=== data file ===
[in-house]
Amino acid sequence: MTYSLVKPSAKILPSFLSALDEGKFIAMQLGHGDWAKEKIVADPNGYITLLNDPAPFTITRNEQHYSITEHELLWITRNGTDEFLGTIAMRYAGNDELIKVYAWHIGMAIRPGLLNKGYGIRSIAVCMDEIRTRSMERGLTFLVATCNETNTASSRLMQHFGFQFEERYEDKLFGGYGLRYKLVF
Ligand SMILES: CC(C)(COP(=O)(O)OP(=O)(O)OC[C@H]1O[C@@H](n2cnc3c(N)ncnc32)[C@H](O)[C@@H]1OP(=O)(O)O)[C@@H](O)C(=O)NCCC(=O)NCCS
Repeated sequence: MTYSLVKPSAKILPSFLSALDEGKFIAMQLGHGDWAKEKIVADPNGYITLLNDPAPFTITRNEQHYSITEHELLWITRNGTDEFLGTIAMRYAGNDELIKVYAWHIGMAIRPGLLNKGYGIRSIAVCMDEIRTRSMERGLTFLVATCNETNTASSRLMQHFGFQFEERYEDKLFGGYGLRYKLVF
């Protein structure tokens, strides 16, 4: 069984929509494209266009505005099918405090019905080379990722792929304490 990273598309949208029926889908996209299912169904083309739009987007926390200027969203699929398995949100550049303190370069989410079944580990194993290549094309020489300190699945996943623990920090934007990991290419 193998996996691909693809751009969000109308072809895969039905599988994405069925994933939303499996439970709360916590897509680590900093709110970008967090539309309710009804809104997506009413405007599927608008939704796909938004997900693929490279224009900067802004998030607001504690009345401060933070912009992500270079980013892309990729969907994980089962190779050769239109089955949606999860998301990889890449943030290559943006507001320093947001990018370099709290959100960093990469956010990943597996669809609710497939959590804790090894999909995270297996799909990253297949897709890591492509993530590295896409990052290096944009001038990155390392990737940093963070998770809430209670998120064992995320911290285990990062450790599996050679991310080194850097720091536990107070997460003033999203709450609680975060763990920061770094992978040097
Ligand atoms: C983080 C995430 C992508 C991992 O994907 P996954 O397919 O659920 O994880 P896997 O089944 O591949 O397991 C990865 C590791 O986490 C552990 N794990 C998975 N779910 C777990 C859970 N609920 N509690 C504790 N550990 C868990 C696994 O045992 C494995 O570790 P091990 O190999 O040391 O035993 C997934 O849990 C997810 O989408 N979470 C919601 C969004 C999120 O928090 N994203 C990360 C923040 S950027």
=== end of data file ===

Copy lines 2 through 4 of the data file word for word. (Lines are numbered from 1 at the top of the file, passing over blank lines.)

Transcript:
Amino acid sequence: MTYSLVKPSAKILPSFLSALDEGKFIAMQLGHGDWAKEKIVADPNGYITLLNDPAPFTITRNEQHYSITEHELLWITRNGTDEFLGTIAMRYAGNDELIKVYAWHIGMAIRPGLLNKGYGIRSIAVCMDEIRTRSMERGLTFLVATCNETNTASSRLMQHFGFQFEERYEDKLFGGYGLRYKLVF
Ligand SMILES: CC(C)(COP(=O)(O)OP(=O)(O)OC[C@H]1O[C@@H](n2cnc3c(N)ncnc32)[C@H](O)[C@@H]1OP(=O)(O)O)[C@@H](O)C(=O)NCCC(=O)NCCS
Repeated sequence: MTYSLVKPSAKILPSFLSALDEGKFIAMQLGHGDWAKEKIVADPNGYITLLNDPAPFTITRNEQHYSITEHELLWITRNGTDEFLGTIAMRYAGNDELIKVYAWHIGMAIRPGLLNKGYGIRSIAVCMDEIRTRSMERGLTFLVATCNETNTASSRLMQHFGFQFEERYEDKLFGGYGLRYKLVF